Impact of climate smart agriculture on food security: An agent-based analysis
Davide Bazzana (Department of Economics and Management, University of Brescia and Fondazione Eni Enrico Mattei); Jeremy Foltz (Department of Agricultural and Applied Economics, University of Wisconsin-Madison); Ying Zhang (Joint Global Change Research Institute, Pacific Northwest National Laboratory and Department of Earth and Planetary Sciences, Johns Hopkins University)
Food Policy, Volume 111, August 2022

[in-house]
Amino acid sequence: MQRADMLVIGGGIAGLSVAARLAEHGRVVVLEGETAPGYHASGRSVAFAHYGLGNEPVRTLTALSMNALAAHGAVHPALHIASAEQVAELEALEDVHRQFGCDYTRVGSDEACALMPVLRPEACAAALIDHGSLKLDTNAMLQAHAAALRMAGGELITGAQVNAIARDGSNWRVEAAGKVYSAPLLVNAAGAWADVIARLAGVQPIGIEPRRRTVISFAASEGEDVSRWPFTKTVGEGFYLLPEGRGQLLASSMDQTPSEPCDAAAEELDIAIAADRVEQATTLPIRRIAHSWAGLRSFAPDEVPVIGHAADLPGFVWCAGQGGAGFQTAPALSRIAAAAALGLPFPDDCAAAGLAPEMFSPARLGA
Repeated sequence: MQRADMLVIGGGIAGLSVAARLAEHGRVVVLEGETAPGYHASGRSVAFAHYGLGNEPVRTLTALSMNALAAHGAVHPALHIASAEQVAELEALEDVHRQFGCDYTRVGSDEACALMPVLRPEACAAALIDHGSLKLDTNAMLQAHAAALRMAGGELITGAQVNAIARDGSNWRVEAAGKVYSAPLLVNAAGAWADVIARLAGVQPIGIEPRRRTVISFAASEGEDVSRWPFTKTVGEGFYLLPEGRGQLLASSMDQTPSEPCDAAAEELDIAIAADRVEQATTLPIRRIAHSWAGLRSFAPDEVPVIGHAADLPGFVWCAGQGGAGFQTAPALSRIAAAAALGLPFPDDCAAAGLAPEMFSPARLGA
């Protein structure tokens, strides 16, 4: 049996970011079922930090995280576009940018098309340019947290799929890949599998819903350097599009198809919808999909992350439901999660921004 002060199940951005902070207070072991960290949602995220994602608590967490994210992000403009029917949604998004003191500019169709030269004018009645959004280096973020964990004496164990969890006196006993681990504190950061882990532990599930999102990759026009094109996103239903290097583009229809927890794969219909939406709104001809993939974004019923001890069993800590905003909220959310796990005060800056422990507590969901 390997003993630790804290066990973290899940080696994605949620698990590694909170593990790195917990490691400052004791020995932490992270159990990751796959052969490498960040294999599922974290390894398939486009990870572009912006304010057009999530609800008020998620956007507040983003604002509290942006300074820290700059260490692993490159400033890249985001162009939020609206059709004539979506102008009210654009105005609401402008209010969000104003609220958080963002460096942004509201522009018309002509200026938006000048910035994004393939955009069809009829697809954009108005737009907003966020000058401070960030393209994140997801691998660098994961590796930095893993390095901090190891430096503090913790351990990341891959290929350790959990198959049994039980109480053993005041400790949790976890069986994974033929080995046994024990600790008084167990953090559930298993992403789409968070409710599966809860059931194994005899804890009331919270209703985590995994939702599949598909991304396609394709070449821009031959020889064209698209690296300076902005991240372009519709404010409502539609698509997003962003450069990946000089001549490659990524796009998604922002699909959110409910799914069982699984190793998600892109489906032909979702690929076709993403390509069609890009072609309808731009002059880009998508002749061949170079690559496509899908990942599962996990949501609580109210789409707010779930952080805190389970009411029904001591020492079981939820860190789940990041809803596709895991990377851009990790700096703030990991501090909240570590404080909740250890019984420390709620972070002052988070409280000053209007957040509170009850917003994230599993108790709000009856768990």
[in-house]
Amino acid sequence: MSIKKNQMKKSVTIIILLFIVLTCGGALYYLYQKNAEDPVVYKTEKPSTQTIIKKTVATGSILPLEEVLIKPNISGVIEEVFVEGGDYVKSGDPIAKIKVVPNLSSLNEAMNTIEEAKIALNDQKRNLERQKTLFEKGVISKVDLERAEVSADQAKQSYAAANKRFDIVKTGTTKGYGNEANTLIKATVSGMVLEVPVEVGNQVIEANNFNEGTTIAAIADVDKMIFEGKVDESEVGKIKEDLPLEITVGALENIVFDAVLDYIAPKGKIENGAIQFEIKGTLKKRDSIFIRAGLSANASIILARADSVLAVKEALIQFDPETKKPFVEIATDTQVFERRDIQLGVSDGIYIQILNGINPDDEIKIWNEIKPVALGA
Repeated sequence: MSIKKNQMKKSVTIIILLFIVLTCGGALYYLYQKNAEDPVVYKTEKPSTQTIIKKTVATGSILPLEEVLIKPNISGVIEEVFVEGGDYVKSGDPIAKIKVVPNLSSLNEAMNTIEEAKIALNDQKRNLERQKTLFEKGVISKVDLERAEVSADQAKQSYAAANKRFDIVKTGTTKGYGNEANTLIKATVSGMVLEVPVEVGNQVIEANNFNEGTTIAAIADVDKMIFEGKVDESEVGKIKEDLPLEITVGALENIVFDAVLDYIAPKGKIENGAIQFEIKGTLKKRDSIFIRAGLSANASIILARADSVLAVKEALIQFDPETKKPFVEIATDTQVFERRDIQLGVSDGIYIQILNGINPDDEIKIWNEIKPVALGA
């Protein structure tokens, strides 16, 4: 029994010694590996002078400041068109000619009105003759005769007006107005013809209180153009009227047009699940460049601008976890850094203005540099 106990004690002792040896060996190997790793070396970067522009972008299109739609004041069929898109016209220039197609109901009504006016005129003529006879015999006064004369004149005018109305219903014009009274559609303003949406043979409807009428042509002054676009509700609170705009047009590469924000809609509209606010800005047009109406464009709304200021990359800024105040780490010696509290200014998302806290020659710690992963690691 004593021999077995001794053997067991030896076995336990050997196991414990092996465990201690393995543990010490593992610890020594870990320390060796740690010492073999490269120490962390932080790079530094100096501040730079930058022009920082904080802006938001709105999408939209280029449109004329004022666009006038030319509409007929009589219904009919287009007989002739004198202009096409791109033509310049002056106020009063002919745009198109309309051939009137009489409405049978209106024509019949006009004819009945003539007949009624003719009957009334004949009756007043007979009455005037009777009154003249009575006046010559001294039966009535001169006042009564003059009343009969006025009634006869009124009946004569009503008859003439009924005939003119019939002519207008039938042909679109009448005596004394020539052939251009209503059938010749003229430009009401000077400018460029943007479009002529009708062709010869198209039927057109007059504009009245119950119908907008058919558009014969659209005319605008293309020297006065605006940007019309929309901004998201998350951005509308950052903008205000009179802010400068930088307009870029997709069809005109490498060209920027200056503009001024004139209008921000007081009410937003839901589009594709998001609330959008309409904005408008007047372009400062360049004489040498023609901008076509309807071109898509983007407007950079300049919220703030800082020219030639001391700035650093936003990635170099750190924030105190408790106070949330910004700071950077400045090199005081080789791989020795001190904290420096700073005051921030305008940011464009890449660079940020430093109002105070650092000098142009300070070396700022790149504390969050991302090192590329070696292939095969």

The study proposes an agent-based model to investigate how adoption of climate smart agriculture (CSA) affects food security. The analysis investigates the role of social and ecological pressures (i.e. community network, climate change and environmental externalities) on the adoption of physical water and soil practices as well as crop rotation techniques in rural Ethiopia. The findings reveal that CSA can be an effective strategy to improve the rural populations’ well-being for farm households with access to capital, strong social networks and access to integrated food markets. The climate scenario simulations indicate that farmers adopting CSA fare better than non-adopters, although CSA adoption does not fully counterbalance the severe climate pressures. In addition, farmers with poor connections to food markets benefit less from CSA due to stronger price oscillations. These results call for an active role for policy makers in encouraging adaptation through CSA adoption by increasing access to capital, improving food market integration and building information sharing among farmers.